On the following day the march south was resumed and continued to Spottsylvania Court House. Upon taking position, the regiment was thrown forward as skirmishers. The rebel artillery and sharp-shooters made the position an uncomfortable one. An advance was made by Gibbon's Division, but without success. During the 9th and the 10th, it was on the skirmish line and almost constantly engaged in one of the enemy's attacks, Captain William M. Smith, who commanded the regiment, was severely wounded, and the command devolved on Captain Mitchell Smith.
On the evening of the 11th, Hancock's Corps was moved into position and prepared for an assault. At daylight it quietly moved, in well formed lines, under cover of a dense fog. The enemy's skirmishers had barely time to discharge their pieces before the Union column was upon them, and soon had possession of their works. The fighting was now severe, coming hand to hand; but the enemy was forced to yield, and large captures of men and material were made. In the charge Captain Smith and Lieutenant Clark were instantly killed, and the command of the regiment devolved upon Captain Peter W. Grear. For several days the regiment was on the skirmish line, and was kept busily employed, the enemy being vigilant for an advantage.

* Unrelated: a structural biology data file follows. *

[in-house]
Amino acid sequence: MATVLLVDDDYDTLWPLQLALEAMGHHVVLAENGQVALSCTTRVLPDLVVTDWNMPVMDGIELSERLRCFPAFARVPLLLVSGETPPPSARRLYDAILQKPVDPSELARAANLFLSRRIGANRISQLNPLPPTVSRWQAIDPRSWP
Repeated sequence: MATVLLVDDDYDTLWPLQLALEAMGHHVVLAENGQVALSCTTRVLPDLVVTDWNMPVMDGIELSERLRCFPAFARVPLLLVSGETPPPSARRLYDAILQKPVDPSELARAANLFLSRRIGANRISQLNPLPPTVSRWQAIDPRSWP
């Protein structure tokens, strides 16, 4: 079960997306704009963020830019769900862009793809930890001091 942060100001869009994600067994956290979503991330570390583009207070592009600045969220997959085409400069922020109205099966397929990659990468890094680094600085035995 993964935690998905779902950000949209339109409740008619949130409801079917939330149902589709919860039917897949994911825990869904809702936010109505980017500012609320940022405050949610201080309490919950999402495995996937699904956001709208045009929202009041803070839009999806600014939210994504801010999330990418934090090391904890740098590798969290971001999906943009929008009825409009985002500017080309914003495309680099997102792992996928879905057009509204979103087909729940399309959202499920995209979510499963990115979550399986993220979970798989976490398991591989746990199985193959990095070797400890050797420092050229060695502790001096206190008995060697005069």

Bates, Samuel P. History of the Pennsylvania Volunteers, 1861-65, Harrisburg, 1868-1871.